Abu Jayed – swinging his way into the World Cup mix

9:30 AM ETMohammad IsamBangladesh correspondent, ESPNcricinfo CloseFollow on TwitterFacebookTwitterFacebook MessengerPinterestEmailprint

The bolt from the blue that was being discussed in cricketing circles in Bangladesh ahead of the World Cup squad announcement ended up being Abu Jayed. Taskin Ahmed or, at the very least, Shafiul Islam were expected to get the nod for the reserve pace bowler’s position. But Jayed, not even mentioned by BCB president Nazmul Hassan in the press briefing a few weeks ago when he named nearly every member of the squad, made the final 15.

Jayed, 25, swings the ball. On a cloudy day in the United Kingdom, he is the best man to get the ball to move around among Bangladesh’s second line of pace bowlers behind Mashrafe Mortaza, Mustafizur Rahman and Rubel Hossain, as chief selector Minhajul Abedin pointed out. His lack of pace makes him a risky option on flat pitches, though, but seeing that he has only been chosen as a back-up option, that might not come into play much.

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Jayed has played more first-class matches than any pace bowler in Bangladesh in the last decade, and has been very successful too – he is the leading wicket-taker among pace bowlers in the last decade. Jayed translated some of that longer-version knowledge into a good start in his Test career, taking seven wickets against West Indies last year.

He was a far cry from Shannon Gabriel, Jason Holder Kemar Roach, but as the least experienced pace bowler from Bangladesh, he at least put the ball in the right places for long enough, and reaped some rewards. He was also Bangladesh’s best quick bowler on view in New Zealand last month, as the likes of Mustafizur, Ebadot Hossain and Khaled Ahmed struggled in helpful conditions.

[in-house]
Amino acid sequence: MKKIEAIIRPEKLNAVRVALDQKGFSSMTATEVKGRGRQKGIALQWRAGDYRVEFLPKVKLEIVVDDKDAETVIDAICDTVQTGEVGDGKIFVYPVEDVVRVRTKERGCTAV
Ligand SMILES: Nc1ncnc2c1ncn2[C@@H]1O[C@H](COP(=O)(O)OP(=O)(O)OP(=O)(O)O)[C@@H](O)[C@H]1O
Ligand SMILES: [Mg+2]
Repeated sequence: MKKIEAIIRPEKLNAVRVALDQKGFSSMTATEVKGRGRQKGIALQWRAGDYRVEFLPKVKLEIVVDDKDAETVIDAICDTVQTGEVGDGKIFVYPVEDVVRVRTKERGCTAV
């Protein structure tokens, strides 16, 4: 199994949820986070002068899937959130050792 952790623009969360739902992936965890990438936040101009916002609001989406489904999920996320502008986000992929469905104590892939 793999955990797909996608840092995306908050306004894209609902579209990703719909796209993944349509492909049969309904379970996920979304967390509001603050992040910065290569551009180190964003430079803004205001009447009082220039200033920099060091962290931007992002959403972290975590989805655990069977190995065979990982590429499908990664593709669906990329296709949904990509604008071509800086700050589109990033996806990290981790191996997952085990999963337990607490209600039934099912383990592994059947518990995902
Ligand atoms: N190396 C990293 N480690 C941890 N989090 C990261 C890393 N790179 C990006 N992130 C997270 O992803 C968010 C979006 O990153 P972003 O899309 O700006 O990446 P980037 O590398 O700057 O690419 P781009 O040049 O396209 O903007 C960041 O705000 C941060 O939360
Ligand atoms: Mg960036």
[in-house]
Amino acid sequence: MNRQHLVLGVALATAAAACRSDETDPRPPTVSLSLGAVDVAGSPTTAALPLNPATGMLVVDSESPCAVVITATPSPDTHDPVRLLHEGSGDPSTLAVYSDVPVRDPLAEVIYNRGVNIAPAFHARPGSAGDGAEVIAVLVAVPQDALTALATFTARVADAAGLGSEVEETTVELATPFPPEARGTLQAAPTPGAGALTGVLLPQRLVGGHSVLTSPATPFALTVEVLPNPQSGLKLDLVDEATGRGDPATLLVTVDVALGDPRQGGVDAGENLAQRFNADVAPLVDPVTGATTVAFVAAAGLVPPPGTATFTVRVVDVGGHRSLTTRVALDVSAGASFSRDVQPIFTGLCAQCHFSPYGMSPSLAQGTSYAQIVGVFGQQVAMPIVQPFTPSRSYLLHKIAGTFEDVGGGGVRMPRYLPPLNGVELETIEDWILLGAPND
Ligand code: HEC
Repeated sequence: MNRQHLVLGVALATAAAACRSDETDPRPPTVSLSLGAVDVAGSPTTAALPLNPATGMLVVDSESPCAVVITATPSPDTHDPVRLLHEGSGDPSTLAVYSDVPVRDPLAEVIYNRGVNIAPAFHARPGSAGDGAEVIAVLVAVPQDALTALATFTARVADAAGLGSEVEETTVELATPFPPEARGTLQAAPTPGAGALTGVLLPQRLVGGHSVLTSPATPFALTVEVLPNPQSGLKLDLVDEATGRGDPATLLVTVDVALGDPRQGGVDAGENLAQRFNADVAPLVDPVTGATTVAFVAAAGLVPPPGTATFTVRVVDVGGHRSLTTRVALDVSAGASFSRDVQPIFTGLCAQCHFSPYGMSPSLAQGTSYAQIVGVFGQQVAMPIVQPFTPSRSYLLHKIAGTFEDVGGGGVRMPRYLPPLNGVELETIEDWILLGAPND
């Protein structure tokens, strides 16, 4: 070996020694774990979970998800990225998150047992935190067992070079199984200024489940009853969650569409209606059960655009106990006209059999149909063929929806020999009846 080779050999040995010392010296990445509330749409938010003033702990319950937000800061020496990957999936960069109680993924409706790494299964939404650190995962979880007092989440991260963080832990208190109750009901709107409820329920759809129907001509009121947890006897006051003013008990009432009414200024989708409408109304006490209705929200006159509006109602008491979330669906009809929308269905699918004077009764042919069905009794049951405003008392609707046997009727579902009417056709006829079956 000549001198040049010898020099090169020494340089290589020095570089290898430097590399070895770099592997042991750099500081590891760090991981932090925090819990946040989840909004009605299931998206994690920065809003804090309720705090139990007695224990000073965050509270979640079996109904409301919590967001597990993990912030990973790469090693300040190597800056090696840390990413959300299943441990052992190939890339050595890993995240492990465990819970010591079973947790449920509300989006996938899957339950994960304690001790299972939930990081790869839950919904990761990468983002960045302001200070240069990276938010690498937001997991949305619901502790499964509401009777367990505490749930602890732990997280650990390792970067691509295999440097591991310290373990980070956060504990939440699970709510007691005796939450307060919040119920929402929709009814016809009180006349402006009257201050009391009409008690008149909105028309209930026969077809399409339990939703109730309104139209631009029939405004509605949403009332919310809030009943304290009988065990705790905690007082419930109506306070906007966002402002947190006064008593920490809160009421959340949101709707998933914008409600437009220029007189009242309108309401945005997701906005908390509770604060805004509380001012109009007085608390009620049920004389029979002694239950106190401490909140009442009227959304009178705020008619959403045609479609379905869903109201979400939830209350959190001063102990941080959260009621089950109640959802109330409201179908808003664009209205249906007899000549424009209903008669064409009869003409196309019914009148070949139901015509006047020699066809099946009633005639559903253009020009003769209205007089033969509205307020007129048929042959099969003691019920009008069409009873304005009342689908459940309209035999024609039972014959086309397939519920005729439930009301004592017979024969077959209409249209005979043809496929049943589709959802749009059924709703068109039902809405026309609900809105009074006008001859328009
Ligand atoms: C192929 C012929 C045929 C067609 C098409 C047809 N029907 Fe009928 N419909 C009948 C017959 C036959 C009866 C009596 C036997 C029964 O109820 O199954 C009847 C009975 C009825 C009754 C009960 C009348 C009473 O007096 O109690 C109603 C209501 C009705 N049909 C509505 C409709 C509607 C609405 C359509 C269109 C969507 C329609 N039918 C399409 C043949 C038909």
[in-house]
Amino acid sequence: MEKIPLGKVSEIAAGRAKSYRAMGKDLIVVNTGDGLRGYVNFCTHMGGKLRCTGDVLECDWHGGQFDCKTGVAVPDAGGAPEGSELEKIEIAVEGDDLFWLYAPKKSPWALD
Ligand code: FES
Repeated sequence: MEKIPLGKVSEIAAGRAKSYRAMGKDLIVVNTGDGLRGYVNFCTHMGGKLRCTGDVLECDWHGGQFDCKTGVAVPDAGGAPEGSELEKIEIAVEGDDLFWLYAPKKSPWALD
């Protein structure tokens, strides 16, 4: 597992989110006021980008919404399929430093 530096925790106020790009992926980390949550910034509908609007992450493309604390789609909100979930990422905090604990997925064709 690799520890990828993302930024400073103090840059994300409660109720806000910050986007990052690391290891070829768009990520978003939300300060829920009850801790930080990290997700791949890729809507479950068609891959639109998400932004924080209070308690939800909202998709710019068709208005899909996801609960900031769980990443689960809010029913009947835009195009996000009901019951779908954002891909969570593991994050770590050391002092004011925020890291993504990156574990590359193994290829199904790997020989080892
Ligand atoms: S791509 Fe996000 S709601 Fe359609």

Jayed’s selection is a reminder of how Adam Dale made it to the Australia squad for the 1999 World Cup in England – his ability to swing the ball. Closer to home in 2015, Bangladesh opted for Al-Amin Hossain specifically because of his ability to bowl tightly to left-handers.

Jayed, however, is uncapped in ODIs and largely untested, and his selection ahead of the more experienced Taskin and Shafiul has certainly raised some eyebrows back home. Taskin was on the mend after his ankle injury, but failed to prove his fitness in the Dhaka Premier League match he played last week. For someone with so much promise, Taskin has stuttered since 2017, when he lost his place in the team mainly because he lost a lot of his pace. As for the experienced Shafiul, the perennial go-to pace bowler for the selectors, injuries have kept him from nailing down a permanent place in the senior side.

Jayed trumped the pair mainly because of how he has shown improvement since coming into the senior set-up back in January 2018. He only got proper match time in the West Indies and New Zealand recently, but it was evident that his consistency in length impressed some of the senior players in the team, as well as bowling coach Courtney Walsh, and that might have clinched it for him in the end.